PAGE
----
Publication Details

Special Alert: California Strengthens Law Against Noncompete Agreements with New Legislation

Nov 28, 2023 | Related Attorneys Hubert Kim, Katherine M. McCray | Topic: Employment

California Governor Gavin Newsom signed two bills in September and October 2023, set to take effect on January 1, 2024, that bolster the state’s restrictive covenant law and will have a significant impact on employers.

California law (Business and Professions Code section 16600) has long held that any contract that restrains anyone from engaging in a lawful trade or business is void and unenforceable (with certain narrow exceptions for the sale of a business or agreements involving the dissolution of, or disposition of an interest in, a partnership or limited liability company). The new law confirms that these restrictions apply in the employment context, regardless of how narrowly-tailored a noncompete or non-solicitation agreement might be. In addition, these new amendments go much farther and provide that it is a violation of law to enter into or attempt to enforce a void noncompete or non-solicitation agreement. Significantly, current, former, and prospective employees now have a civil right of action to seek injunctive relief and/or actual damages, as well as attorney’s fees and costs, if employers violate this law. In addition, the reach of Section 16600 has been extended to include contracts where the restrained party is not a contract signatory, which means, for example, no-recruit agreements between businesses are likely prohibited.

The Legislature also created a new Section 16600.1, pursuant to which employers are required to notify employees and former employees whose contracts included a void noncompete clause or who were required to enter into a noncompete agreement that does not meet one of the statutory exceptions. Employers must notify all current employees (regardless of when they entered into a void agreement) as well as former employees who were employed at any time after January 1, 2022. Such notice must inform the recipient that the noncompete clause or agreement is void and must be:

  • An individualized written communication;
  • Delivered to each affected employee/former employee last known address and e-mail address; and
  • Given by February 14, 2024.

Failure to comply with the notice requirement constitutes a per se violation of California’s Unfair Competition Law (Business and Professions Code section 17200, et seq.), with potential consequences including injunctions, restitution awards, or actions by the Attorney General.

In addition, the new amendments address out-of-state noncompete agreements and prohibit employers from enforcing them against California employees. New Business and Professions Code section 16600.5 provides that noncompete agreements violating California law are unenforceable in the state, regardless of where the agreement was signed or where the employee worked when it was signed. In other words, noncompete agreements are void and unenforceable as to (1) employees who work for California-based employers, even if they live and work outside California and (2) current, former, and prospective employees in California, even if they signed a non-compete agreement while living outside of California and work/worked for a non-California employer.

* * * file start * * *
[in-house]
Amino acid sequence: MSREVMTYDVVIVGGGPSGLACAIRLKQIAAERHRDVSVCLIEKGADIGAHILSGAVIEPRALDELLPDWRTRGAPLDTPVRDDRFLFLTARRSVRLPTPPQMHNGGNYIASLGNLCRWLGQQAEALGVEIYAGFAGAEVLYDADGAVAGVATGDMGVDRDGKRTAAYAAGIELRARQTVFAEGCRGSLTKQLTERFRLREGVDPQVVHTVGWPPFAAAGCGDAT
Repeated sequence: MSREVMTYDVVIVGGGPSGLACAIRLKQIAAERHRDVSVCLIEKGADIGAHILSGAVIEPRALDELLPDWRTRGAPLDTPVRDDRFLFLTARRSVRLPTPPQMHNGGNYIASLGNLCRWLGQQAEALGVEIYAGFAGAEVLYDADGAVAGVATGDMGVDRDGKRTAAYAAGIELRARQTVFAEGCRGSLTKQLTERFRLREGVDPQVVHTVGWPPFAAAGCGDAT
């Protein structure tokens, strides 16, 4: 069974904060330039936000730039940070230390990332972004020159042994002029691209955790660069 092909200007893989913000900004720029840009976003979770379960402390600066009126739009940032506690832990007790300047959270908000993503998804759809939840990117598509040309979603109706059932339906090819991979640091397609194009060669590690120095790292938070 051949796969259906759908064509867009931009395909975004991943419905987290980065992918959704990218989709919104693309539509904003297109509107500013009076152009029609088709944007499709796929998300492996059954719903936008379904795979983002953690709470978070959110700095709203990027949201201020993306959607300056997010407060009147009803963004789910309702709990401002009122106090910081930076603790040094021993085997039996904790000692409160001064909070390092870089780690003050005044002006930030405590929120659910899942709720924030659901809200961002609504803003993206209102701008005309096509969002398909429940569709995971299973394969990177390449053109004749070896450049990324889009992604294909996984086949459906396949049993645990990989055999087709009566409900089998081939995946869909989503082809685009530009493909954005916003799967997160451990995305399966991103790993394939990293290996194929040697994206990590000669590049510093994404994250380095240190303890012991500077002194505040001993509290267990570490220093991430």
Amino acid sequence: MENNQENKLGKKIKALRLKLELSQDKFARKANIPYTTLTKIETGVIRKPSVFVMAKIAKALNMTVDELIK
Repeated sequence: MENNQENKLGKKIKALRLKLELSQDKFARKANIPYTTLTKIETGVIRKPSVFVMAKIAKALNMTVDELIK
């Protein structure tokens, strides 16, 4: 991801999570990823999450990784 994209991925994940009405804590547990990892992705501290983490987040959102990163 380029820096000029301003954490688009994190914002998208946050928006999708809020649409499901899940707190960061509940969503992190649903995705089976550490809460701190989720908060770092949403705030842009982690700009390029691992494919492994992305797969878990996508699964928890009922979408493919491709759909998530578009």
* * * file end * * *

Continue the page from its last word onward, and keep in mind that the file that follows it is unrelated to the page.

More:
Given these significant new restrictions on noncompete agreements, as well as the short timeframe to comply with the new rules, employers should promptly take steps to inventory and review existing agreements with current and former employees as well as template agreements that may contain void noncompete provisions. This may include offer letters, employment agreements, severance agreements, confidentiality agreements, employee handbooks, proprietary information and invention agreements, employee and client non-solicitation agreements, or any other agreements that may restrain someone from engaging in a lawful profession, trade, or business. Employers should consider amending or revising agreements with void noncompete agreements and act quickly to issue the required notices. Employers may wish to consult with counsel to ensure compliance with these new laws.

If you have questions about how these new laws will affect your business or need advice about how to implement these new requirements, please contact us.

Wilson Turner Kosmo’s Special Alerts are intended to update our valued clients on significant employment law developments as they occur. This should not be considered legal advice.